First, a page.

Some women with breast cancer are able to forgo chemotherapy if gene tests determine that it will not be helpful and other drugs are available, sparing them short-term side effects and long-term complications; some lung cancer patients are also able to forgo chemotherapy. Breast-conserving lumpectomy rather than mastectomy is also part of de-escalation, as is forgoing surgery altogether, as in this trial. In a separate clinical trial, Kuerer is also examining whether radiation is always necessary.

“What I really appreciate about the study is that it takes the next step and asks a bold question: How do we take all the advances that we’ve made in more tailored and specific cancer therapy, and convert that to reducing the number and types of interventions any one patient needs to incur?” said Karen Knudsen, the CEO of the American Cancer Society.

“Asking whether we can scale back surgery is a reasonable next consideration for the future of cancer care.”

Pamela Romero, who participated in the trial and was deemed eligible to skip surgery, had traveled from her home in New Iberia, Louisiana, to MD Anderson in 2018 to get a second opinion shortly after discovering a small lump near her breast bone. Her tumor was HER2-positive and about the size of a grape.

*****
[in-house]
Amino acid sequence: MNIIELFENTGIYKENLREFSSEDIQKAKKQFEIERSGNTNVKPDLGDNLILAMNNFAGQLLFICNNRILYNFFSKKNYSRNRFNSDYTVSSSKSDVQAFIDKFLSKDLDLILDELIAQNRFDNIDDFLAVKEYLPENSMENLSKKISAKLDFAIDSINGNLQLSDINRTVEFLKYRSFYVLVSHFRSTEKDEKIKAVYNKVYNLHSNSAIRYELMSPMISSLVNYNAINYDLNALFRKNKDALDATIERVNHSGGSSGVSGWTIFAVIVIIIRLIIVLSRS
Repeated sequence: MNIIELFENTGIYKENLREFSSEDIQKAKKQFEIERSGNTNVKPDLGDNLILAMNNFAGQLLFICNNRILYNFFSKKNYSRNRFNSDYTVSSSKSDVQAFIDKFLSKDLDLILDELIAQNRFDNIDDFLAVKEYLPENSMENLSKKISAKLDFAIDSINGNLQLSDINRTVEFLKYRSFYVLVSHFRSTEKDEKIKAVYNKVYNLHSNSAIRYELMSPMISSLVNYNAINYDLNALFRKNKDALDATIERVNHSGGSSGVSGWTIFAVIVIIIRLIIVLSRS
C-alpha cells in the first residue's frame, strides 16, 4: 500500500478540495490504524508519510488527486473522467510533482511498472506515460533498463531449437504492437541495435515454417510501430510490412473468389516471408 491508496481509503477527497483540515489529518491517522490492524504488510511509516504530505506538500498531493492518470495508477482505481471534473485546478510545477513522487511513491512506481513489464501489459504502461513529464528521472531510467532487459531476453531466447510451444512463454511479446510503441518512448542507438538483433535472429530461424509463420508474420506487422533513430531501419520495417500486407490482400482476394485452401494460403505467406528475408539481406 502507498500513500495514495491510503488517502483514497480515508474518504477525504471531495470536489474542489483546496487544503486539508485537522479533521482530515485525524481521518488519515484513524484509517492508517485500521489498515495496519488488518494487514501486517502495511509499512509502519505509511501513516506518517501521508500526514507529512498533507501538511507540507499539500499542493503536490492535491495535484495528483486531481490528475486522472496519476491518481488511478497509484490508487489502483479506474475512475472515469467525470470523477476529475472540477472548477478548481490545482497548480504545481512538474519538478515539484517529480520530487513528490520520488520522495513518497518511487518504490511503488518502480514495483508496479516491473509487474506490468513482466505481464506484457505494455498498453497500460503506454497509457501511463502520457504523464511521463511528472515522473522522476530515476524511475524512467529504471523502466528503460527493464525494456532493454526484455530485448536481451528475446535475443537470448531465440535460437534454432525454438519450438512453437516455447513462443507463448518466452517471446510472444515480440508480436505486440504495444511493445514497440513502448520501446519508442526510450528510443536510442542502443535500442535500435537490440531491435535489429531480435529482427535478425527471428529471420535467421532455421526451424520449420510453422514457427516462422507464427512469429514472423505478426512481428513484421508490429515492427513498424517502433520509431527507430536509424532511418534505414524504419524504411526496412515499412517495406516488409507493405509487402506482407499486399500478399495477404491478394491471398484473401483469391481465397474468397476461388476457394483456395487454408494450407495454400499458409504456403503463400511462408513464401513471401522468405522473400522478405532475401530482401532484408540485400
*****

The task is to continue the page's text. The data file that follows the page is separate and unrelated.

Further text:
(A HER2-positive tumor contains cells with receptors for human epidermal growth factor 2. Only women with HER2-positive tumors and triple-negative tumors, which contain cells that lack receptors that respond to estrogen, progesterone and human epidermal growth factor 2, were included in the trial.)

“The doctor asked, ‘How do you feel about surgery?’ and I said, ‘I’m scared to death of it,’” Romero, 66, recalled in an interview. “I said, ‘If I can get rid of the cancer without having surgery, I’m all for it.’”

She had never had surgery before, she said: “I did not want to be put under, or go under the knife.”

After four chemotherapy infusions, Romero said, the doctor told her that the tumor had shrunken by about 85%, and that she could avoid surgery if she wanted to. After two more treatments, the regimen was complete.

Romero underwent radiation treatment and immunotherapyand recently marked her third anniversary of completing treatment, remaining disease-free.